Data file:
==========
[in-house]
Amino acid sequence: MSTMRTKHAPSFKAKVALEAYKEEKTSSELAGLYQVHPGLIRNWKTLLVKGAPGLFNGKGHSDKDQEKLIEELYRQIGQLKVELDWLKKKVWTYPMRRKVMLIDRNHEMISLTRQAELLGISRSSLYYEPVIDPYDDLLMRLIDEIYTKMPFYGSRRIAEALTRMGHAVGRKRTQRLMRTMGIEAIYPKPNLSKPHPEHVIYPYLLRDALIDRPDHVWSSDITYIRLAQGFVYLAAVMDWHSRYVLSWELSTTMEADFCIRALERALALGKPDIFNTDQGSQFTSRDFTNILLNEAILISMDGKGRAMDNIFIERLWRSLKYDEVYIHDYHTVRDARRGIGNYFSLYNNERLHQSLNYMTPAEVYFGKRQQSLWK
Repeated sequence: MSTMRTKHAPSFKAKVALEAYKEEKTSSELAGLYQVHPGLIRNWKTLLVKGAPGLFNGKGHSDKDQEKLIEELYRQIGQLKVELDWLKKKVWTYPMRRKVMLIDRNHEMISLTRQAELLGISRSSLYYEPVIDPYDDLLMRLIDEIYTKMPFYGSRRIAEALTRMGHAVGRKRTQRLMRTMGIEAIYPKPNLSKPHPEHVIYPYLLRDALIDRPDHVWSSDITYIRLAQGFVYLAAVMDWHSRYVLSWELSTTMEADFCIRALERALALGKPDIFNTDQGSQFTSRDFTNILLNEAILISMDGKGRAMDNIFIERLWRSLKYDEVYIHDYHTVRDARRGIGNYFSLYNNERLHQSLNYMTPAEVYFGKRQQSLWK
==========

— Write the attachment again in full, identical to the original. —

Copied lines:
[in-house]
Amino acid sequence: MSTMRTKHAPSFKAKVALEAYKEEKTSSELAGLYQVHPGLIRNWKTLLVKGAPGLFNGKGHSDKDQEKLIEELYRQIGQLKVELDWLKKKVWTYPMRRKVMLIDRNHEMISLTRQAELLGISRSSLYYEPVIDPYDDLLMRLIDEIYTKMPFYGSRRIAEALTRMGHAVGRKRTQRLMRTMGIEAIYPKPNLSKPHPEHVIYPYLLRDALIDRPDHVWSSDITYIRLAQGFVYLAAVMDWHSRYVLSWELSTTMEADFCIRALERALALGKPDIFNTDQGSQFTSRDFTNILLNEAILISMDGKGRAMDNIFIERLWRSLKYDEVYIHDYHTVRDARRGIGNYFSLYNNERLHQSLNYMTPAEVYFGKRQQSLWK
Repeated sequence: MSTMRTKHAPSFKAKVALEAYKEEKTSSELAGLYQVHPGLIRNWKTLLVKGAPGLFNGKGHSDKDQEKLIEELYRQIGQLKVELDWLKKKVWTYPMRRKVMLIDRNHEMISLTRQAELLGISRSSLYYEPVIDPYDDLLMRLIDEIYTKMPFYGSRRIAEALTRMGHAVGRKRTQRLMRTMGIEAIYPKPNLSKPHPEHVIYPYLLRDALIDRPDHVWSSDITYIRLAQGFVYLAAVMDWHSRYVLSWELSTTMEADFCIRALERALALGKPDIFNTDQGSQFTSRDFTNILLNEAILISMDGKGRAMDNIFIERLWRSLKYDEVYIHDYHTVRDARRGIGNYFSLYNNERLHQSLNYMTPAEVYFGKRQQSLWK